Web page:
Furthermore the extraction of oil and natural gas can cause immense harm to soil, water, and air, which in turn impacts human health and wellbeing. For the purposes of this memo and brevity, the vast horrors and tragedies of pollution caused by the fossil fuel industry are not detailed, nor are the impacts of the climate crisis. We are working with the assumption that the horror of these issues (and their notable classism and racism) are understood by our audience, but if we are mistaken and a deeper investigation of these topics is requested, those of us at Institution Climate Action UW will provide one.

The fossil fuel industry has knowingly lied to the American public and spent billions on marketing to cover up the massive harm they cause.
Job security within the fossil fuel industry is low, and employment is unreliable.

The Fossil Fuel Industry knew about climate change 45 years ago, years before the general public, and used that knowledge to spread climate misinformation and denialism. (Hall, 2015) (Westervelt, 2019)
Fossil Fuel firms are now among the biggest spenders on Google Ads that appear like search results to mislead the public and spread disinformation (McIntyre, 2022).
The Fossil Fuel Industry promoted plastics recycling while knowing that it would never be economically viable in order to: make consumers feel like environmental action was an individual responsibility; stop the American public from pressuring the industry to take responsibility for the industries environmental harm; rebrand and re-market plastic in a positive light; and continue to sell plastic (a byproduct of oil) and profit from that sale. (Sullivan, 2020)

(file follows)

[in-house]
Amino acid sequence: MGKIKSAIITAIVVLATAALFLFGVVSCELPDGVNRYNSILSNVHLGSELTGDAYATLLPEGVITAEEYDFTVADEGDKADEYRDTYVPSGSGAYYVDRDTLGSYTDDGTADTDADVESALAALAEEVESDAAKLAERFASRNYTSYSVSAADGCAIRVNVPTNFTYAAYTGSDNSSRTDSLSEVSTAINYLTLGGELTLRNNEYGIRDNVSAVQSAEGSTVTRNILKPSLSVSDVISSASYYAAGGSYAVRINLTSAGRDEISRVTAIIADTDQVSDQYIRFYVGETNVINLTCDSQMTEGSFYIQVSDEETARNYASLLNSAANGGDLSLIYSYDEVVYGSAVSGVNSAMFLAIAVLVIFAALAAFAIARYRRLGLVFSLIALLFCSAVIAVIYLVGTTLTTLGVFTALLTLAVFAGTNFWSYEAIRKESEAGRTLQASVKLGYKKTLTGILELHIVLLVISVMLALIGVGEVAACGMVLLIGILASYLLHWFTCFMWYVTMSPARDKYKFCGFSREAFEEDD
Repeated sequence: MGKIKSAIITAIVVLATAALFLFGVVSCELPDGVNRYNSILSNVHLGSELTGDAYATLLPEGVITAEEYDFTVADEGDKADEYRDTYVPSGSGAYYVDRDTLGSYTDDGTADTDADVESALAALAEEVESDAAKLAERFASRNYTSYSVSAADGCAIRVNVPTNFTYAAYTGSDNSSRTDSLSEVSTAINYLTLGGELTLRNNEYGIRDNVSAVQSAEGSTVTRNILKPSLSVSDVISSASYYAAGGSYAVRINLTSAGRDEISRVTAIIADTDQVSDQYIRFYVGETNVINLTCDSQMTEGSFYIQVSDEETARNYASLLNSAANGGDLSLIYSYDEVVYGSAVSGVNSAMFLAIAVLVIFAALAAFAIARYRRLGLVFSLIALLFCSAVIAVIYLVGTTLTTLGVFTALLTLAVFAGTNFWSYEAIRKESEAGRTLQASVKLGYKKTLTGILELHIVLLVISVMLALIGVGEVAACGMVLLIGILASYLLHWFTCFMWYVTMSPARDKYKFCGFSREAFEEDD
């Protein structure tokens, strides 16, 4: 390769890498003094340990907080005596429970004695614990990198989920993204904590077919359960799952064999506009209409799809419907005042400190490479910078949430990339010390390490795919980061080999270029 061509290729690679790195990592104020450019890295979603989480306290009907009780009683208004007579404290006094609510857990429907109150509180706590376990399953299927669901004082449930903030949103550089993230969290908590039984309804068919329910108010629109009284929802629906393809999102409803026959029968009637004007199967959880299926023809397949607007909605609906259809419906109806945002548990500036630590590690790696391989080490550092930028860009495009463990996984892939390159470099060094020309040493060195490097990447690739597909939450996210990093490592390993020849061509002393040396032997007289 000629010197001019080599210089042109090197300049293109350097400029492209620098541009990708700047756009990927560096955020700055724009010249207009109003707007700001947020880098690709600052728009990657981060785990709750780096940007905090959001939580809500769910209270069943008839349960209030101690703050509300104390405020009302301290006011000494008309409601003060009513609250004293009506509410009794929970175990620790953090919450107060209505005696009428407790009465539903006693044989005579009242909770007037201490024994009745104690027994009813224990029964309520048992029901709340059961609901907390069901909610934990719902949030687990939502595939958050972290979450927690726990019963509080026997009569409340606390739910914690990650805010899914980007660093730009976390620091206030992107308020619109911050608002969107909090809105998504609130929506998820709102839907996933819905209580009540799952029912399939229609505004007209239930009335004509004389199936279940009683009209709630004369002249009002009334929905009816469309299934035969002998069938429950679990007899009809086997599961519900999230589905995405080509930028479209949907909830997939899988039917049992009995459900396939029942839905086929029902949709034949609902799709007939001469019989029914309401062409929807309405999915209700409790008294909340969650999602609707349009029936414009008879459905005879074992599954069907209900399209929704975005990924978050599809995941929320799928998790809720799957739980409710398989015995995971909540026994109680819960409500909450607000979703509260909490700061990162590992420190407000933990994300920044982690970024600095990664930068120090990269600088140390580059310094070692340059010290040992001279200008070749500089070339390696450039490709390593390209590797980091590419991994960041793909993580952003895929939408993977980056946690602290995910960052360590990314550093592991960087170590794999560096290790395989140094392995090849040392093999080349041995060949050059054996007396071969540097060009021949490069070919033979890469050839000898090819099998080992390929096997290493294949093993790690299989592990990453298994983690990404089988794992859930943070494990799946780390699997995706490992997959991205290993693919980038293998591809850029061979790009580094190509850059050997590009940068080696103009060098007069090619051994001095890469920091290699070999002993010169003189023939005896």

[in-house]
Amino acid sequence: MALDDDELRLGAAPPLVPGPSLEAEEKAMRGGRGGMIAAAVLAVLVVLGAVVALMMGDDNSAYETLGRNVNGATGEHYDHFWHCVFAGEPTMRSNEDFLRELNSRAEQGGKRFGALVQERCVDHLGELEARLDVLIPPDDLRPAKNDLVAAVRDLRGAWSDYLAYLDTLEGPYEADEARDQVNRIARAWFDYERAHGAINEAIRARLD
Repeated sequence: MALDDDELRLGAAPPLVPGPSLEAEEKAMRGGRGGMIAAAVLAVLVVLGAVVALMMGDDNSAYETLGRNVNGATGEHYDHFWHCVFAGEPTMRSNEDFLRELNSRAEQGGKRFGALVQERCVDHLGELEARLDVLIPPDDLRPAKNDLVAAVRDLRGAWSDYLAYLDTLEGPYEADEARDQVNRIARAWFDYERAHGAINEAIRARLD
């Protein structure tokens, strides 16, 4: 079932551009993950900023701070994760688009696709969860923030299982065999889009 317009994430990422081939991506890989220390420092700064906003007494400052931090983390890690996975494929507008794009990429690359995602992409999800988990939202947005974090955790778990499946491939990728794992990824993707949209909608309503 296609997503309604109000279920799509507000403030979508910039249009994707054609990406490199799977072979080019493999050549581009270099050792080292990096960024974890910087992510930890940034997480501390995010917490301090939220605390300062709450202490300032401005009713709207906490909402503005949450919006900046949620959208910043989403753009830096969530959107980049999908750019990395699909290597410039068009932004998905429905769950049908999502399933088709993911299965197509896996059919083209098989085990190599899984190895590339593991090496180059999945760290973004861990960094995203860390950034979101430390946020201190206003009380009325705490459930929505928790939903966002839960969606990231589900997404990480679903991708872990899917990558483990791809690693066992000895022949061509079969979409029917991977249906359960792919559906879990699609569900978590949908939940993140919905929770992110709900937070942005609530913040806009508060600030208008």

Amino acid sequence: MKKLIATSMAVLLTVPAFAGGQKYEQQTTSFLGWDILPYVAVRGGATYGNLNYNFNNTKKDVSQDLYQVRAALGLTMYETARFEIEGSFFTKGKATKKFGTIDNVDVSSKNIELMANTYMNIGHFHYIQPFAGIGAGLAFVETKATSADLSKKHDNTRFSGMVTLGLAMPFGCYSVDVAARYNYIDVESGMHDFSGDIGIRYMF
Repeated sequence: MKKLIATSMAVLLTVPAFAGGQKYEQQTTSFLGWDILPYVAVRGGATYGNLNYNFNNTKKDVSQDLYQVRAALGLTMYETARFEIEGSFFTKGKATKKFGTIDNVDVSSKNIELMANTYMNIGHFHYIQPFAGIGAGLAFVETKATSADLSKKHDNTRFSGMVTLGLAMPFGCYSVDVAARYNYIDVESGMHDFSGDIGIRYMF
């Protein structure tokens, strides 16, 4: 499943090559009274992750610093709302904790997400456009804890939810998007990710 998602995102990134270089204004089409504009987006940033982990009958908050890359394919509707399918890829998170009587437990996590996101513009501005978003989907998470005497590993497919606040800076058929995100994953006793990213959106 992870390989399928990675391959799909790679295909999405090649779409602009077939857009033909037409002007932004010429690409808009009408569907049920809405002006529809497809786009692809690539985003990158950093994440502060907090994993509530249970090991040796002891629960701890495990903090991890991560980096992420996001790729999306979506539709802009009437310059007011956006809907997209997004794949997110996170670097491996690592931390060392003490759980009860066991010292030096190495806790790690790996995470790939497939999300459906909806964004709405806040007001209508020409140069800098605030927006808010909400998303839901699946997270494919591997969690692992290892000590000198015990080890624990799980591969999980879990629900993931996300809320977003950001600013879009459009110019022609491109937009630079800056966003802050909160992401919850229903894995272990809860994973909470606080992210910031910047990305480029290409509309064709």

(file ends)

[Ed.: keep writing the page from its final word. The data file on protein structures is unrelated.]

Companies within the fossil fuel industry promote clean solutions, yet spend more money on the marketing of those solutions than on the solutions themselves. While they market clean solutions, they continue to extract fossil fuels at an accelerating rate (Yoder, 2022).
Job Security within the Fossil Fuel Industry is statistically lower than other industries (Aronoff, 2021).
Human health suffers due to fracking (a method of extracting oil and gas) which contaminates groundwater and pollutes air (Fecht, 2022).
Cho, R. (2017, November 27). What happens to all that plastic? State of the Planet. Retrieved November 28, 2022, from
Fecht, S. (2022, December 3). Community-led science uncovers high air pollution from fracking in Ohio County. State of the Planet. Retrieved January 5, 2023, from
Hall, S. (2015, October 26). Exxon knew about climate change almost 40 years ago. Scientific American. Retrieved November 28, 2022, from
Lerner, S. (2022, June 30). How Charles Koch purchased the Supreme Court's EPA decision. The Intercept. Retrieved November 28, 2022, from
McIntyre, N. (2022, January 5). Fossil fuel firms among biggest spenders on google ads that look like search results. The Guardian. Retrieved November 28, 2022, from
Sullivan, L. (2020, September 11). How big oil misled the public into believing plastic would be recycled. NPR. Retrieved November 28, 2022, from
Supran , G., & Oreskes, N. (2021, November 18). The forgotten oil ads that told us climate change was nothing. The Guardian. Retrieved November 28, 2022, from
Westervelt, A. (2019, January 12). Perspective | how the fossil fuel industry got the media to think climate change was debatable. The Washington Post. Retrieved November 28, 2022, from
Westervelt, A. (2022, June 7). False friends of the court: Why every rightwing think tank has an amicus program, with senator Whitehouse. Drilled. Retrieved November 28, 2022, from
Yoder, K. (2022, March 3). The massive disconnect between Big Oil's words and actions, in Data. Grist. Retrieved November 28, 2022, from